Review of Jessica Rabbit Album by Sleigh Bells

Despite an arduous genesis Sleigh Bells' fourth album, Jessica Rabbit, is more conventional than you might expect. The Noise Pop pioneers seem to have settled on a sound that leans heavily on the latter of those two genres. Stripping their music of the more abrasive tendencies of previous releases certainly leads to a less schizophrenic and more cohesive record. I must admit though, I do miss some of the more visceral thrills that regularly punctuated their songs, and which are deployed more sparingly here.

Sleigh Bells Jessica Rabbit Album

Derek Miller and Alexis Krauss haven't jettisoned the swagger they've always brought to the party, but the gestation of Jessica Rabbit has taken almost as long as their previous three albums combined. It's unsurprising then that these songs feel less spontaneous and more engineered for a purpose. That could of course be down to the involvement of producer Andrew Dawson; echoes of the ear splitting beats he's unleashed previously with Kanye and Jay-Z are in full effect here. Then there's the collaboration with Mike Elizondo on five of the tracks. He's another Hip-Hop alumni, who has helped to shift the focus away from the monster guitar riffs that dominated Treats and Bitter Rivals. Retreating towards the mainstream from the extreme fringes of sonic experimentation may on paper be a commercially sensible idea, but Jessica Rabbit ends up feeling tamer and less inventive as a result.

Let's be clear though, a Sleigh Bells album is unlikely to be an absolute dud. There are so many ideas thrown at the canvas that you can't fail to find something to love. While Krauss' lyrics are still brimming with anger and angst as she regales us with tales of unrequited love. It's actually her vocal performance itself, which is the highlight of the record. Her multi-layered contributions are higher in the mix than they've ever been and she's channelling Pop royalty with her powerful delivery. 'Lightning Turns Sawdust Gold' for example, sees her giving Taylor Swift a run for her money. Krauss' lyrics themselves may be darker in tone than her contemporaries, but she proves that Sleigh Bells greatest strength may have been hiding under all that noise in the past. "I'm waiting around for moments like these" she sings on opening track 'It's Just Us Now', if she's been waiting to step into the spotlight, her moment is certainly now.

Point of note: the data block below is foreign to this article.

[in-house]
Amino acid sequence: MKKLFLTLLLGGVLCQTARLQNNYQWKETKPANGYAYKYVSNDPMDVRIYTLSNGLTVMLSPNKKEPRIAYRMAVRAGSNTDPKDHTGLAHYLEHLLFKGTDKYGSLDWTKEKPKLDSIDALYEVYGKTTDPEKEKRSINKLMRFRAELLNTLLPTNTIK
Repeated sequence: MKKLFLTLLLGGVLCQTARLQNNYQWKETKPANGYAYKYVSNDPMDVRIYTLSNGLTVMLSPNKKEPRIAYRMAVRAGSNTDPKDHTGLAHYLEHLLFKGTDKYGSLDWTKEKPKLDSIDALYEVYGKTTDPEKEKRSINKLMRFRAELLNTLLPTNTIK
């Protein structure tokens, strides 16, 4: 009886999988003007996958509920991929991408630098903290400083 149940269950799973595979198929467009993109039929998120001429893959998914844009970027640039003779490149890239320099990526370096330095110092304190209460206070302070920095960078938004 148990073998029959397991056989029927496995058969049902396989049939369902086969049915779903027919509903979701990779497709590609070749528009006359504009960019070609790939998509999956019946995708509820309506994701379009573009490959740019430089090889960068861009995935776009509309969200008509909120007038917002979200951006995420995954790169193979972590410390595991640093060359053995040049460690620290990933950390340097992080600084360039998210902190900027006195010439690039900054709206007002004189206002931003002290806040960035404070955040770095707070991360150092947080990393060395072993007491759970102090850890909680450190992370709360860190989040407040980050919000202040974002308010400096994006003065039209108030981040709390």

Musically the shift towards fewer musical U-turns does provide more consistency and allows a less jagged sense of melody to gain momentum throughout these songs. While some fans may feel the guitar riffs have been relegated too much in favour of synths and beats, they are still there. It's certainly not a complete re-invention of the Sleigh Bells sound, but similarly to the approach taken by The Yeah, Yeah, Yeah's on It's Blitz, there's a dramatic shift in the instrumental balance at play here. Foe the most part it's a successful move that prevents Sleigh Bells from sounding stale, but I almost wish they had gone in the other direction and pushed the boundaries even further than they had managed to on third album Reign Of Terror.

Perhaps the most telling moment here is 'Torn Clean', an ethereal and soaring slice of Synth-Pop that perfectly signposts Sleigh Bells' new approach. It's not exactly a shock that the band has used this title for their newly founded label. Jessica Rabbit is the first full-length release for Torn Clean and it certainly won't be the last now that the duo has their Pop chart rivals firmly set in their sights. If this record is your introduction to Sleigh Bells, that's no bad thing, but perhaps a little less sheen and a little more chaos could have made this uniquely unforgettable rather than simply another adventurous Pop record.

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